The Tomatometer rating – based on the published opinions of hundreds of film and
television critics – is a trusted measurement of movie and TV programming quality
for millions of moviegoers. It represents the percentage of professional critic reviews
that are positive for a given film or television show.
From the Critics
From RT Users Like You!
The Tomatometer is 60% or higher.
The Tomatometer is 59% or lower.
Movies and TV shows are Certified Fresh with a steady Tomatometer of 75% or
higher after a set amount of reviews (80 for wide-release movies, 40 for
limited-release movies, 20 for TV shows), including 5 reviews from Top Critics.
Percentage of users who rate a movie or TV show positively.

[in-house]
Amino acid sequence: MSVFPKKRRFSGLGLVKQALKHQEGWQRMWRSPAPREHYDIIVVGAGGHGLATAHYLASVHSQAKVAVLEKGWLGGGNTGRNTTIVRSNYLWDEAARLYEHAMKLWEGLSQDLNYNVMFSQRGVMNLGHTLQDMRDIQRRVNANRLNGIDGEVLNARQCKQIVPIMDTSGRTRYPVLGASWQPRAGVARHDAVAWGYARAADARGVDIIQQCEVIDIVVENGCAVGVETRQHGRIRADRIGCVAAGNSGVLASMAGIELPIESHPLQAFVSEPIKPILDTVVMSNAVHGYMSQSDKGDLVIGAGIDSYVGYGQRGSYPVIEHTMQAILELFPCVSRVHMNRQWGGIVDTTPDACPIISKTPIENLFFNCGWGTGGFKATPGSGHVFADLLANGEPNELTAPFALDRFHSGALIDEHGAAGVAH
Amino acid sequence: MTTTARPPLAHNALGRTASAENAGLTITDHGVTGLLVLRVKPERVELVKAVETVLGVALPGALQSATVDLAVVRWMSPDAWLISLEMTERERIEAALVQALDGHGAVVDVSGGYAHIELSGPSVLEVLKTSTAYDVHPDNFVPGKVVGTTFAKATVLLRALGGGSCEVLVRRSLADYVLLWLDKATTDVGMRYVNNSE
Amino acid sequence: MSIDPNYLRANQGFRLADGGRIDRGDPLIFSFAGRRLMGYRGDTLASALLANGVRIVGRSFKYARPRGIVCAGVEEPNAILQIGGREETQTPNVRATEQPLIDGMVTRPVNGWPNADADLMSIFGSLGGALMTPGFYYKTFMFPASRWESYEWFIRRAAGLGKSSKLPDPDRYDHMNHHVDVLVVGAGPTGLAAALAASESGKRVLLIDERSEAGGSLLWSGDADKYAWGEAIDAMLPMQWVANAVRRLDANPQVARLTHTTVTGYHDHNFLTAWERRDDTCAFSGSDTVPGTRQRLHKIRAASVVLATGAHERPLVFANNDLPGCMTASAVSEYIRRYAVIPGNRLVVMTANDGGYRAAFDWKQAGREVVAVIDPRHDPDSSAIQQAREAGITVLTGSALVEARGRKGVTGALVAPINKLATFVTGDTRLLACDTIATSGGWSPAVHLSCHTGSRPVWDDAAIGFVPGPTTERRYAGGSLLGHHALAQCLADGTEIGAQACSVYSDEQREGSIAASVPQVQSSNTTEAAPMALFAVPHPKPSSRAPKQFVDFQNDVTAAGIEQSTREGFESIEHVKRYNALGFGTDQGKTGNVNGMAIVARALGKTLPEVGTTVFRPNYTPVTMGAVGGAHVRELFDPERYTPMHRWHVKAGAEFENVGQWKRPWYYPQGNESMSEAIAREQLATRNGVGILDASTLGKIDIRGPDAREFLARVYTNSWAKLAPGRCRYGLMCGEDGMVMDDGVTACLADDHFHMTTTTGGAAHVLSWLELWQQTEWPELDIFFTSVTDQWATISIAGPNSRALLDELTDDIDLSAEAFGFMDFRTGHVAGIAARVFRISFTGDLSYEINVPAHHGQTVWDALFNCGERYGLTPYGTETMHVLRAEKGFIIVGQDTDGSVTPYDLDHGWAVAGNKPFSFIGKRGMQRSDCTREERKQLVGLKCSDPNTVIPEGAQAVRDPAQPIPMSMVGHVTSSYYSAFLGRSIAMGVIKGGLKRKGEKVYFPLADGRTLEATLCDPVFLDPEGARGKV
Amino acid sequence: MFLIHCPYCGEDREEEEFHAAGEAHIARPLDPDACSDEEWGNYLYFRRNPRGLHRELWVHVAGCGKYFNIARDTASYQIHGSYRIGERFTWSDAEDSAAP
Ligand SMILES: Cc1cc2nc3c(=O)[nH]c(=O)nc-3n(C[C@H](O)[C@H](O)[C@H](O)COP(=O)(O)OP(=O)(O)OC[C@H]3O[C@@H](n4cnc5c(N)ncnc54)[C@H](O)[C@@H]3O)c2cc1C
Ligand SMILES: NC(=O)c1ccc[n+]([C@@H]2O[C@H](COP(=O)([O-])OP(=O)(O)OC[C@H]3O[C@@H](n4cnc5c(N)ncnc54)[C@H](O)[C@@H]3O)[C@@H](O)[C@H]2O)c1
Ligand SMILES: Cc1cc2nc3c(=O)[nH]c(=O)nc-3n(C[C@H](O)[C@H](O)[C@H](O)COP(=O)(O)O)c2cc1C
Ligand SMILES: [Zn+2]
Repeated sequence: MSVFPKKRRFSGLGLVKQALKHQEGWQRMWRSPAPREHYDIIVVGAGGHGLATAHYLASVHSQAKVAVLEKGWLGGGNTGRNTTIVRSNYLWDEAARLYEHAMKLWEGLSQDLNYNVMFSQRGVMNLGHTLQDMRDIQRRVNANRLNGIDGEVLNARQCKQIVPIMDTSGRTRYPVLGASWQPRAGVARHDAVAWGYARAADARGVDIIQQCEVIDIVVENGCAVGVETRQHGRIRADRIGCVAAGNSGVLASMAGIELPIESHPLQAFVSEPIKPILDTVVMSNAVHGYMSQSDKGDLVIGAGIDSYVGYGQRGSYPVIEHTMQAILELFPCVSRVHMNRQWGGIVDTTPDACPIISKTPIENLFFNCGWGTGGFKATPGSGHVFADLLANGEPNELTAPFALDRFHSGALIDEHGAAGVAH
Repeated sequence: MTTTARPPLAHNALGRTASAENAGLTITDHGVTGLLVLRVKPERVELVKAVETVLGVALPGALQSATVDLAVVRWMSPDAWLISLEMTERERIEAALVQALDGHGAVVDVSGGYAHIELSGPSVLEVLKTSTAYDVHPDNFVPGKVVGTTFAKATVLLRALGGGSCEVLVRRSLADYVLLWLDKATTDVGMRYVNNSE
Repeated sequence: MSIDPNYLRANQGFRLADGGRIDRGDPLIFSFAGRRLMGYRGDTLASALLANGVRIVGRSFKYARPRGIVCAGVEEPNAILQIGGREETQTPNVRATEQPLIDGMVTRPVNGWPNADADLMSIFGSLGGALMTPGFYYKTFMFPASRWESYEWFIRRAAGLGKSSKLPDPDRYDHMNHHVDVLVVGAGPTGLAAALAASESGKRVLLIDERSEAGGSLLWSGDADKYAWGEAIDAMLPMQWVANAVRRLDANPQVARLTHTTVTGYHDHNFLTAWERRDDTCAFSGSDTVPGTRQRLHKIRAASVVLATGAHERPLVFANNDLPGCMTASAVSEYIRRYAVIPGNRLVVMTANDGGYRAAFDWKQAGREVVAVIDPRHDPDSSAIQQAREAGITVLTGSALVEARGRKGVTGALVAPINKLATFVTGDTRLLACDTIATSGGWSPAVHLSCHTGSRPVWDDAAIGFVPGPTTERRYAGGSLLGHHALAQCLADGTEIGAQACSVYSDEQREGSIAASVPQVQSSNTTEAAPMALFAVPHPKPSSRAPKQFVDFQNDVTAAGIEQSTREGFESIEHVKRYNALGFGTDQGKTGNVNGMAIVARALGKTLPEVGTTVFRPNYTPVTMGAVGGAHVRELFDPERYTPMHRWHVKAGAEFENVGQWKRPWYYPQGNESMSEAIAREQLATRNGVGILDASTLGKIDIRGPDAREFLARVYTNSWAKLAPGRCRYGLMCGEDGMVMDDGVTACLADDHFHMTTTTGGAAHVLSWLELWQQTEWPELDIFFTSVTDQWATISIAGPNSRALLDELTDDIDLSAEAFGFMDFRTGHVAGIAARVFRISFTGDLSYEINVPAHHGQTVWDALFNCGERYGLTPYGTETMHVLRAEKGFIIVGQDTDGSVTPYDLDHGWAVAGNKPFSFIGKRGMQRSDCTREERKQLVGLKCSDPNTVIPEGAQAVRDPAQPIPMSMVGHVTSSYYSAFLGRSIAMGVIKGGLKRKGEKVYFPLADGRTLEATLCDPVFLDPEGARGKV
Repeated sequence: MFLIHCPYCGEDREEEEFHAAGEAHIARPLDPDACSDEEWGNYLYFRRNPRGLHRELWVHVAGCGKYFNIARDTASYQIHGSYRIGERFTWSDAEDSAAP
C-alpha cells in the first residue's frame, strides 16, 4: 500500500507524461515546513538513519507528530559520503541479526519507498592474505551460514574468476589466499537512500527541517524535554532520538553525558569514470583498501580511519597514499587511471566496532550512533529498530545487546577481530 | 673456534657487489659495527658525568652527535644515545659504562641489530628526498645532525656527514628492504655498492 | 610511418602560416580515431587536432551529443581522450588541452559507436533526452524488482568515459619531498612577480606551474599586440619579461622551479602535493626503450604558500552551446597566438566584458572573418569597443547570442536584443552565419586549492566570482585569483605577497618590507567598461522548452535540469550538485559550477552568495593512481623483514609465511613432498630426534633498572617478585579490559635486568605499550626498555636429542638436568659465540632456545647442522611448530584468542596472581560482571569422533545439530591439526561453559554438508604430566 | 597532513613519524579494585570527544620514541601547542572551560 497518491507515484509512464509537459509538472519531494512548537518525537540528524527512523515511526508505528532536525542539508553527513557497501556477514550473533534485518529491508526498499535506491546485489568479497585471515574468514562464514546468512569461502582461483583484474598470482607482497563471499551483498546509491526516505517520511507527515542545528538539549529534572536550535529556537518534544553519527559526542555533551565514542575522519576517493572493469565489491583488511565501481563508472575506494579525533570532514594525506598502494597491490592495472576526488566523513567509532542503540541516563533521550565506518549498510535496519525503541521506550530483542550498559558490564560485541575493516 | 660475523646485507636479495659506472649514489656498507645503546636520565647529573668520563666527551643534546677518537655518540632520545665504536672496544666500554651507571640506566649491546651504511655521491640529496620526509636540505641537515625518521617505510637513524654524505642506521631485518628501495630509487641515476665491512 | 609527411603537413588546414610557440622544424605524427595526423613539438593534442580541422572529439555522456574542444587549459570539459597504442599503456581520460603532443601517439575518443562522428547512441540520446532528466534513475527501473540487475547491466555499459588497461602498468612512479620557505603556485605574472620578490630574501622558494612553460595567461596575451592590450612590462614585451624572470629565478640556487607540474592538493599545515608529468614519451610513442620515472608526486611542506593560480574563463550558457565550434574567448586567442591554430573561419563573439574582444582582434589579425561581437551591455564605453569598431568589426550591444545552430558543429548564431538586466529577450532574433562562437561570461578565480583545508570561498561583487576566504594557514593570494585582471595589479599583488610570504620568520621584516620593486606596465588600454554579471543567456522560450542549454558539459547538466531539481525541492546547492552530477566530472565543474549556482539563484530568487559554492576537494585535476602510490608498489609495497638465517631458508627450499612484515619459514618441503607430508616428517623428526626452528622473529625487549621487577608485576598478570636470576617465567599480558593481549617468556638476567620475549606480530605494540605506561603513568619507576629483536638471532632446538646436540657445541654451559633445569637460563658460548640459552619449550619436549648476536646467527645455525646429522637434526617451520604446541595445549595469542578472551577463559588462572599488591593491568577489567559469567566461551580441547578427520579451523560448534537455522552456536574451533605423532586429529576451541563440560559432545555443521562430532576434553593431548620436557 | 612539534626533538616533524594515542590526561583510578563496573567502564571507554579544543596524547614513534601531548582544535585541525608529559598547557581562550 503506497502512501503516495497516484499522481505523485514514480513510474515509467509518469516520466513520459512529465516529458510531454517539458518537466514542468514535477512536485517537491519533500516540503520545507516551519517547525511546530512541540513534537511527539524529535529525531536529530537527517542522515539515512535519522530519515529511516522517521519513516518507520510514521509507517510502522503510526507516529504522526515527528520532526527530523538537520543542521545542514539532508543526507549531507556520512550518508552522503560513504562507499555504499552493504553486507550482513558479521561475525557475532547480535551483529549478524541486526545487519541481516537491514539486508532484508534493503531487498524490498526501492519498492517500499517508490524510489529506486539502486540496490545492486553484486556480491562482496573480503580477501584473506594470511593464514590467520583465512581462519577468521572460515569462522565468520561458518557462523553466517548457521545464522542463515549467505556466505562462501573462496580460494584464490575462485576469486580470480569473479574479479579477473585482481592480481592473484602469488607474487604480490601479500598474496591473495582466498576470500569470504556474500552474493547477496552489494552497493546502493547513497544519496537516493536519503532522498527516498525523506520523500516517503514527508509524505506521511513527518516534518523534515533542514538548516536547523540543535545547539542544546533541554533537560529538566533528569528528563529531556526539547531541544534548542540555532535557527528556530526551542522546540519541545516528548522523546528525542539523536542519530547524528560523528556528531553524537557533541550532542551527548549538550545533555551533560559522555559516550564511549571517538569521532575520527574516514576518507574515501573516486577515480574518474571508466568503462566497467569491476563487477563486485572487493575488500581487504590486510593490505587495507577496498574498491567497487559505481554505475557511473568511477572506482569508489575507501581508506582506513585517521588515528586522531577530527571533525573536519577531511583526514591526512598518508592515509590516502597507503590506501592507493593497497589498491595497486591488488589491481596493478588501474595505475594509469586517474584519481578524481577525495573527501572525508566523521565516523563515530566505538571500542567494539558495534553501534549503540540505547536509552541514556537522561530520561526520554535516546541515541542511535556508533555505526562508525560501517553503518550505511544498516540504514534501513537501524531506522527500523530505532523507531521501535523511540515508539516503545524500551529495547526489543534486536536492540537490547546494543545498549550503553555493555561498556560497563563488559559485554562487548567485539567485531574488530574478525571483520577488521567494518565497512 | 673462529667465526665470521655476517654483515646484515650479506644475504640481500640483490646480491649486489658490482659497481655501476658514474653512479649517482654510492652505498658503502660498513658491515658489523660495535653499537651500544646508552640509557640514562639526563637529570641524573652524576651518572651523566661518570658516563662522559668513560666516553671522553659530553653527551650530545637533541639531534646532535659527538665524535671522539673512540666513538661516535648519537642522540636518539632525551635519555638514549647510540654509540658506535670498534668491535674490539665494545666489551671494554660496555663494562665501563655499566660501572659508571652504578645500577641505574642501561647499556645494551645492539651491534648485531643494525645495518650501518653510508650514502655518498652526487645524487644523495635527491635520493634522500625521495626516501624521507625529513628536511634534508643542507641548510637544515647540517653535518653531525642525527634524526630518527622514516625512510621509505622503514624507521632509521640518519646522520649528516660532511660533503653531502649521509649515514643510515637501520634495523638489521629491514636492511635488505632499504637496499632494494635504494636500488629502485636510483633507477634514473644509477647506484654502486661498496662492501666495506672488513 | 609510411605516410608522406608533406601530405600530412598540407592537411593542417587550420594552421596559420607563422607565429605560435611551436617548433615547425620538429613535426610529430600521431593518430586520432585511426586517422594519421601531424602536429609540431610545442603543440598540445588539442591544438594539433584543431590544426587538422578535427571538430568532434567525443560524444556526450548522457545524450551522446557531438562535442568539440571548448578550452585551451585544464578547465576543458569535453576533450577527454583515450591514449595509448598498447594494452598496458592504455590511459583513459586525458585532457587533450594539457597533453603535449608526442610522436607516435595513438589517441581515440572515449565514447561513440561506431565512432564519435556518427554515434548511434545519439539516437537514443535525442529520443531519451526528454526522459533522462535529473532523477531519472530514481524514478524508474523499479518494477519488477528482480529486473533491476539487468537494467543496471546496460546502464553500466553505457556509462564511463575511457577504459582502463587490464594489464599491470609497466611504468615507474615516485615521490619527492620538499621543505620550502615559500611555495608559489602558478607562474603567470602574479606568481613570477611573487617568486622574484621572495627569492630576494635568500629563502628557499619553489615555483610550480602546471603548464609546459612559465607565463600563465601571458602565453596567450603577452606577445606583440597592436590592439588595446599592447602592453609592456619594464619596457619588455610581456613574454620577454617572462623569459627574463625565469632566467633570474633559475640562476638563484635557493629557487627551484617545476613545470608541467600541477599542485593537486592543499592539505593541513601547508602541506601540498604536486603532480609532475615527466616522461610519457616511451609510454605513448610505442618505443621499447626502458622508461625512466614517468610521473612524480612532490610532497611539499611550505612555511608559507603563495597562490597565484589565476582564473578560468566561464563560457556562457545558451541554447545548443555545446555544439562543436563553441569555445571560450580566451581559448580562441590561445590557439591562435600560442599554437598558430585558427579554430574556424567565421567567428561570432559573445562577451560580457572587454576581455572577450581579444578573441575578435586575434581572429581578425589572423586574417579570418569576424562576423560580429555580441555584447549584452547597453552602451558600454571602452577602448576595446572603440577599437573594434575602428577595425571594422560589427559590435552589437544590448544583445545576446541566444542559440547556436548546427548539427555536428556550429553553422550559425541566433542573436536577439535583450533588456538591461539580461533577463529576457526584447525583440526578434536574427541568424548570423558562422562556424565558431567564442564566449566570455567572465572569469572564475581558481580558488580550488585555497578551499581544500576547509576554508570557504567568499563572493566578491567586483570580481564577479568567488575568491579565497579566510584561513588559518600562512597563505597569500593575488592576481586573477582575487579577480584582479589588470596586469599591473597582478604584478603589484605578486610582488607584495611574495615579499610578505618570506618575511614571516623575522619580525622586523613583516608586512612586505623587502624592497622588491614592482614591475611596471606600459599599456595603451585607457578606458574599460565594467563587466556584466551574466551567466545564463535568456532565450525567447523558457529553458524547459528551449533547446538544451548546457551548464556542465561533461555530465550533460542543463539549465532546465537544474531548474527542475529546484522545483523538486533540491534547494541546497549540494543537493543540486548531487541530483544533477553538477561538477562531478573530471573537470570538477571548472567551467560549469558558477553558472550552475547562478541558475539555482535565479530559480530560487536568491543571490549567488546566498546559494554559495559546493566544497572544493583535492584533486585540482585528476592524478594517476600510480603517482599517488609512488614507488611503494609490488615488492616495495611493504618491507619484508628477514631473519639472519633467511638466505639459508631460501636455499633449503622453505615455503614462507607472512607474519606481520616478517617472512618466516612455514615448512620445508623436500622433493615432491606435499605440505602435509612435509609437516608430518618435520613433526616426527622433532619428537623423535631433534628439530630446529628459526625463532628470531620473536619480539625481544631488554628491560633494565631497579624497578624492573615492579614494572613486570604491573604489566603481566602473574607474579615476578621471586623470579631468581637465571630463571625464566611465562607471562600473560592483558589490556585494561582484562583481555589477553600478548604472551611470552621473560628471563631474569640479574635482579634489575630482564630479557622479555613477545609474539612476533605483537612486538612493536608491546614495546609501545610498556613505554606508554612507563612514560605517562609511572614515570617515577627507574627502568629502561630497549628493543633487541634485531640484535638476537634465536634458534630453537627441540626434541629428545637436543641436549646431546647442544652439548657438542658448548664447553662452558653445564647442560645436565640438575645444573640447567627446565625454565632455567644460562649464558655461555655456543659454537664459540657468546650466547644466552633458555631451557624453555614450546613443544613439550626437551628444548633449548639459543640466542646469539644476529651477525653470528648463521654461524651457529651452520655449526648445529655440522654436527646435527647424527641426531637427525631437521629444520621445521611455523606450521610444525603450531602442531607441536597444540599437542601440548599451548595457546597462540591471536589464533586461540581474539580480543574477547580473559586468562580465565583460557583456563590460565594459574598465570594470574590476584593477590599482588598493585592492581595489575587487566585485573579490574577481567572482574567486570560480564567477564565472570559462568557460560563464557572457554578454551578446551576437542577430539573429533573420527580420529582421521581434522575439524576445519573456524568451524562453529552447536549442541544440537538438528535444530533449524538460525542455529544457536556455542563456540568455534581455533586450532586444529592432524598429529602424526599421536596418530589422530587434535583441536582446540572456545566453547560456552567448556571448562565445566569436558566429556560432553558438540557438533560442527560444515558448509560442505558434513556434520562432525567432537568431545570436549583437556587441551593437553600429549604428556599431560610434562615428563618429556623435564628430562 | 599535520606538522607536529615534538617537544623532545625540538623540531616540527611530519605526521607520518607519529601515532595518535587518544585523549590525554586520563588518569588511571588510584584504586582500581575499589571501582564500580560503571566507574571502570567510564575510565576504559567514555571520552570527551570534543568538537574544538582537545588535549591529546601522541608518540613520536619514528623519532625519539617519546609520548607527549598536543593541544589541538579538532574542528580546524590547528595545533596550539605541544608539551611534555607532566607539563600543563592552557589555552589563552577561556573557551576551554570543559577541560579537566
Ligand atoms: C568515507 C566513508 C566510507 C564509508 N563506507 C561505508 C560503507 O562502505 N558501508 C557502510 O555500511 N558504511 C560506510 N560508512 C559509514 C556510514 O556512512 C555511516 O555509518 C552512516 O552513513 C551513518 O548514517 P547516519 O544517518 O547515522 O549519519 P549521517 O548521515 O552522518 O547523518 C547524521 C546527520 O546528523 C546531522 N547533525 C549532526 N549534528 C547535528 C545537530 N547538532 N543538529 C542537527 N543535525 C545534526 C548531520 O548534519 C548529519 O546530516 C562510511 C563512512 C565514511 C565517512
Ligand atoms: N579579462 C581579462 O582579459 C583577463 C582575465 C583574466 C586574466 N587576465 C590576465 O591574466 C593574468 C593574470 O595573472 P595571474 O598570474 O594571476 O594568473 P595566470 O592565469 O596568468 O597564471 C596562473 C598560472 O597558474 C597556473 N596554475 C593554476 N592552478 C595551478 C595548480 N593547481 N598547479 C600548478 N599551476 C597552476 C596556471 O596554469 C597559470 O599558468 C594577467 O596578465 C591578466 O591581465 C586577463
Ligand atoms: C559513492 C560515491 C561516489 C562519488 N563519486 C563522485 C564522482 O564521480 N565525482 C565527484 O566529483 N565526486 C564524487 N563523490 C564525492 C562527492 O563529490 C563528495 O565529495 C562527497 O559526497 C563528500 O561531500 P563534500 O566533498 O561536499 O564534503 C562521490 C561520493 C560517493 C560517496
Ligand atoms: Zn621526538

Diminutive New York native Nick Cravat spent his first two decades in show business as a circus and carnival acrobat. From the mid-'30s to the early '40s, he was the smaller half of the Lang and Cravat trapeze act; "Lang" was his childhood pal Burt Lancaster. While it is commonly assumed that Cravat made his first screen appearances in tandem with Lancaster, his film debut was in fact My Friend Irma (1949), which starred Diana Lynn, Marie Wilson, and Martin and Lewis. He did, of course, show up quite often in Lancaster's starring features, beginning with The Flame and the Arrow (1950) and ending with The Island of Dr. Moreau (1977). In the delightful The Crimson Pirate (1952), Cravat was afforded co-star billing with Lancaster, above leading lady Eva Bartok. Because he so often played a mute, many filmgoers believed that Cravat was genuinely non-verbal; actually, he possessed so thick and pronounced an East Coast accent that he was averse to mouthing dialogue. Outside of his work with Lancaster, Cravat is best remembered for one of his uncredited appearances: as the "thing on the wing" in the 1963 Twilight Zone installment "Nightmare at 20,000 Feet."